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Covid-19 vaccination before conception has no impact on miscarriage rates, study finds

Pre-conception Covid-19 vaccination has been shown to have no impact on the chance of miscarriage for heterosexual couples.

Researchers from the University of Boston School of Public Health (BUSPH) found that the rate of miscarriage among vaccinated individuals was similar to couples who had conceived before the pandemic and concluded that there was no increased risk of either early or late miscarriage if either partner gets the Covid-19 vaccine.

The findings, published in the journal Human Reproduction, suggest that vaccinated couples had a slightly lower rate of miscarriage compared to unvaccinated individuals. The researchers hope the study will reassure both couples trying to conceive and healthcare workers about the safety of Covid-19 vaccines.

Multiple studies have previously shown that the Covid-19 vaccine does not lead to infertility or pregnancy complications such as miscarriage. However, many people are still wary of the potential risks to conception and pregnancy associated with the vaccine.

This study is the first to evaluate the relationships between risks of early miscarriage (less than eight weeks gestation) and the first to assess the risk of miscarriage when the male partner has the vaccine pre-conception.

As part of the BUSPH Pregnancy Study Online (PRESTO), a National Institutes of Health (NIH)-funded survey, the researchers analysed survey data on Covid-19 vaccination and miscarriage among female and male participants.

Included in the participants were 1,815 females from the United States and Canada who were followed between December 2020 and November 2022 from the first positive pregnancy test until miscarriage or other event, including abortion and ectopic pregnancy or 20 weeks gestation, whichever occurred first.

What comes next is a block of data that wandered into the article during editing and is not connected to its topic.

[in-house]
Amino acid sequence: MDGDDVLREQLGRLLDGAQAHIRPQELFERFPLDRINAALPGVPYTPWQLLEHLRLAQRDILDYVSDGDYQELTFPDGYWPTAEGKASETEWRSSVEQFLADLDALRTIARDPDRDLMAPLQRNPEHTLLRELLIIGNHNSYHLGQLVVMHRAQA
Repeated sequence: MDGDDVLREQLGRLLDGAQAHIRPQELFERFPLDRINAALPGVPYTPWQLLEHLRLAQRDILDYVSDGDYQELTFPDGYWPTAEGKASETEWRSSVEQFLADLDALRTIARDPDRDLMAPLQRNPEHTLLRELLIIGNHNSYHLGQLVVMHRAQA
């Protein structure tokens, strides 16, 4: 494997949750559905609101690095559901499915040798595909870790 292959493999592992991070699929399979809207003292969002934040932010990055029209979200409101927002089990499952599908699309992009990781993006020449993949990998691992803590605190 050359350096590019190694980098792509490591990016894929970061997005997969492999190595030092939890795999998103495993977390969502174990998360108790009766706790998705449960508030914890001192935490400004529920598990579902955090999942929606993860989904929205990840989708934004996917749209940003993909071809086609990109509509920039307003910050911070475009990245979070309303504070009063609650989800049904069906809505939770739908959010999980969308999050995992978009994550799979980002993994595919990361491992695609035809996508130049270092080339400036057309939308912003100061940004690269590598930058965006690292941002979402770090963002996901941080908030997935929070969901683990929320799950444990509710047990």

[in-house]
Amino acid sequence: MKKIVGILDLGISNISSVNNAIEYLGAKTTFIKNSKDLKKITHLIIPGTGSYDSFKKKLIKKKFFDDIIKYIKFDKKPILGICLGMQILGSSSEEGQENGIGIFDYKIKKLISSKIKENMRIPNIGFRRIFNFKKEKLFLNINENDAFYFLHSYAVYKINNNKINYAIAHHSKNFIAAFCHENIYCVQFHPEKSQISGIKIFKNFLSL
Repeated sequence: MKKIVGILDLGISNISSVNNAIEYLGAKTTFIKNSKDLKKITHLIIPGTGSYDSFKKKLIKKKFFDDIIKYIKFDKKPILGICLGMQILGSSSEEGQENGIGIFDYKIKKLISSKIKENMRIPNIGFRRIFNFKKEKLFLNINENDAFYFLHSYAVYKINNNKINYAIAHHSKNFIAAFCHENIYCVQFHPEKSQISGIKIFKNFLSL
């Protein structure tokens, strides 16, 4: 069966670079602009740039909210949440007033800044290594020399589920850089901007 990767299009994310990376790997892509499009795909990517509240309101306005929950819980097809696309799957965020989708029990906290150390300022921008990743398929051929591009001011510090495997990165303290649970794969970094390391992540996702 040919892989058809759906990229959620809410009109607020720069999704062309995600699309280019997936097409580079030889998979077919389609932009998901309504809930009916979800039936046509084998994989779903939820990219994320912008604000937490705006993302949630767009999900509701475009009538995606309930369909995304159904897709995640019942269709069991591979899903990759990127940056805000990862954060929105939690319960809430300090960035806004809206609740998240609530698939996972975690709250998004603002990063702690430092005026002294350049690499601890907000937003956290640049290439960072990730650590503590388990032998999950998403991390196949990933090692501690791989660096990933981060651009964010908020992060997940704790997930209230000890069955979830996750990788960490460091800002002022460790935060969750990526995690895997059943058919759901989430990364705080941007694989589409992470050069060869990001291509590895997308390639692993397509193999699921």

The study found that 75% of female participants had had at least one Covid-19 vaccine by the time they were pregnant. Of these pregnancies, a quarter ended in miscarriage, and the majority of these were prior to eight weeks gestation.

For unvaccinated females, the risk of miscarriage was 26.6%, indicating vaccinated females had a slightly lower chance of miscarriage than unvaccinated females. The risk of miscarriage was found to be 23.9% for females who had had one dose of vaccine prior to conception and 24.5% for those who had the full vaccine series before conception. The risk dropped to 22.1% if the woman had been vaccinated three months before becoming pregnant.

Lead author Jennifer Yland, an epidemiology PhD student at BUSPH at the time of the study, said: ‘The rate of miscarriage among vaccinated individuals was not only comparable with that of PRESTO participants who conceived before the pandemic, but our data indicated a slightly lower risk of miscarriage among vaccinated individuals compared to unvaccinated individuals.’

She added: ‘These findings should be replicated in other populations, but are reassuring for couples who are planning pregnancy.’

This article was originally published by our sister publication Nursing in Practice.

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